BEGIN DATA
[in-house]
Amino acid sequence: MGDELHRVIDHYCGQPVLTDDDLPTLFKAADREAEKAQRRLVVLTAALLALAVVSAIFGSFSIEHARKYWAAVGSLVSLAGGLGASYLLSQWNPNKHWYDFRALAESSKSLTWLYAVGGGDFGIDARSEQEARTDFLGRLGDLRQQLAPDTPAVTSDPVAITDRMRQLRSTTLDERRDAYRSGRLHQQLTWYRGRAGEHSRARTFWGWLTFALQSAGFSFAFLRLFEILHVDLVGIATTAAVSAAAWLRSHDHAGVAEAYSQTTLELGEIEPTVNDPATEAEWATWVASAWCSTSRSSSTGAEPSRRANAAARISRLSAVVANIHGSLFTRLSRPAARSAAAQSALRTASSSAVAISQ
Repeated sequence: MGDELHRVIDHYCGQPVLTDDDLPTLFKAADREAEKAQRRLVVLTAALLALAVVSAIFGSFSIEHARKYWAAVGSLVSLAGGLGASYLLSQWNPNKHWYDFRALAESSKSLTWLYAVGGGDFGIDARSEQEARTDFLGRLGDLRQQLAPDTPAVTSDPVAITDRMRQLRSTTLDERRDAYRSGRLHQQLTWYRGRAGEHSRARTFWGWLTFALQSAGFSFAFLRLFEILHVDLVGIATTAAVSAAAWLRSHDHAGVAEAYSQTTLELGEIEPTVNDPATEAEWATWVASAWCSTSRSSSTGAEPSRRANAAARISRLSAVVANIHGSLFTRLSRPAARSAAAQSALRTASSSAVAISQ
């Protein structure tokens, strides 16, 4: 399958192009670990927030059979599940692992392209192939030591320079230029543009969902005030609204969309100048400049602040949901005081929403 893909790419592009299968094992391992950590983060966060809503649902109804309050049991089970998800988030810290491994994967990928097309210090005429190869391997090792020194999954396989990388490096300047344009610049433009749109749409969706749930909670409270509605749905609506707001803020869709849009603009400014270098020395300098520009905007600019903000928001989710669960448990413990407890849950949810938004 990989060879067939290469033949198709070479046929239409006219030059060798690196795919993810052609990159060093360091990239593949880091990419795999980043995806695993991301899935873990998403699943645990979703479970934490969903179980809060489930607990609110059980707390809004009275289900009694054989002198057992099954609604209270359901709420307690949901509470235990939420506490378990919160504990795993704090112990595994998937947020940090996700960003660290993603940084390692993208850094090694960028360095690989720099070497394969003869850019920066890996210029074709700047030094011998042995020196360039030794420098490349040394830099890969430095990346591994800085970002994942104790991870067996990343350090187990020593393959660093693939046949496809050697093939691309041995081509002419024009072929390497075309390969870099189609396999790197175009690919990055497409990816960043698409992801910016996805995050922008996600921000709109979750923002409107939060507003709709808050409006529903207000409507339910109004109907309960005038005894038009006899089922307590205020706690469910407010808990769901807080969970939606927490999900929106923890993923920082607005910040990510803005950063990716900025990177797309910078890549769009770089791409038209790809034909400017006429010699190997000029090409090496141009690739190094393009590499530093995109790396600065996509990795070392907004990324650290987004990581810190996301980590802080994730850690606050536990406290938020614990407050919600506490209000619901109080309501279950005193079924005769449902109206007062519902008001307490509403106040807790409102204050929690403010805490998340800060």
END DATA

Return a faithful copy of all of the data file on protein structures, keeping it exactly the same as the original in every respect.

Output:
[in-house]
Amino acid sequence: MGDELHRVIDHYCGQPVLTDDDLPTLFKAADREAEKAQRRLVVLTAALLALAVVSAIFGSFSIEHARKYWAAVGSLVSLAGGLGASYLLSQWNPNKHWYDFRALAESSKSLTWLYAVGGGDFGIDARSEQEARTDFLGRLGDLRQQLAPDTPAVTSDPVAITDRMRQLRSTTLDERRDAYRSGRLHQQLTWYRGRAGEHSRARTFWGWLTFALQSAGFSFAFLRLFEILHVDLVGIATTAAVSAAAWLRSHDHAGVAEAYSQTTLELGEIEPTVNDPATEAEWATWVASAWCSTSRSSSTGAEPSRRANAAARISRLSAVVANIHGSLFTRLSRPAARSAAAQSALRTASSSAVAISQ
Repeated sequence: MGDELHRVIDHYCGQPVLTDDDLPTLFKAADREAEKAQRRLVVLTAALLALAVVSAIFGSFSIEHARKYWAAVGSLVSLAGGLGASYLLSQWNPNKHWYDFRALAESSKSLTWLYAVGGGDFGIDARSEQEARTDFLGRLGDLRQQLAPDTPAVTSDPVAITDRMRQLRSTTLDERRDAYRSGRLHQQLTWYRGRAGEHSRARTFWGWLTFALQSAGFSFAFLRLFEILHVDLVGIATTAAVSAAAWLRSHDHAGVAEAYSQTTLELGEIEPTVNDPATEAEWATWVASAWCSTSRSSSTGAEPSRRANAAARISRLSAVVANIHGSLFTRLSRPAARSAAAQSALRTASSSAVAISQ
């Protein structure tokens, strides 16, 4: 399958192009670990927030059979599940692992392209192939030591320079230029543009969902005030609204969309100048400049602040949901005081929403 893909790419592009299968094992391992950590983060966060809503649902109804309050049991089970998800988030810290491994994967990928097309210090005429190869391997090792020194999954396989990388490096300047344009610049433009749109749409969706749930909670409270509605749905609506707001803020869709849009603009400014270098020395300098520009905007600019903000928001989710669960448990413990407890849950949810938004 990989060879067939290469033949198709070479046929239409006219030059060798690196795919993810052609990159060093360091990239593949880091990419795999980043995806695993991301899935873990998403699943645990979703479970934490969903179980809060489930607990609110059980707390809004009275289900009694054989002198057992099954609604209270359901709420307690949901509470235990939420506490378990919160504990795993704090112990595994998937947020940090996700960003660290993603940084390692993208850094090694960028360095690989720099070497394969003869850019920066890996210029074709700047030094011998042995020196360039030794420098490349040394830099890969430095990346591994800085970002994942104790991870067996990343350090187990020593393959660093693939046949496809050697093939691309041995081509002419024009072929390497075309390969870099189609396999790197175009690919990055497409990816960043698409992801910016996805995050922008996600921000709109979750923002409107939060507003709709808050409006529903207000409507339910109004109907309960005038005894038009006899089922307590205020706690469910407010808990769901807080969970939606927490999900929106923890993923920082607005910040990510803005950063990716900025990177797309910078890549769009770089791409038209790809034909400017006429010699190997000029090409090496141009690739190094393009590499530093995109790396600065996509990795070392907004990324650290987004990581810190996301980590802080994730850690606050536990406290938020614990407050919600506490209000619901109080309501279950005193079924005769449902109206007062519902008001307490509403106040807790409102204050929690403010805490998340800060």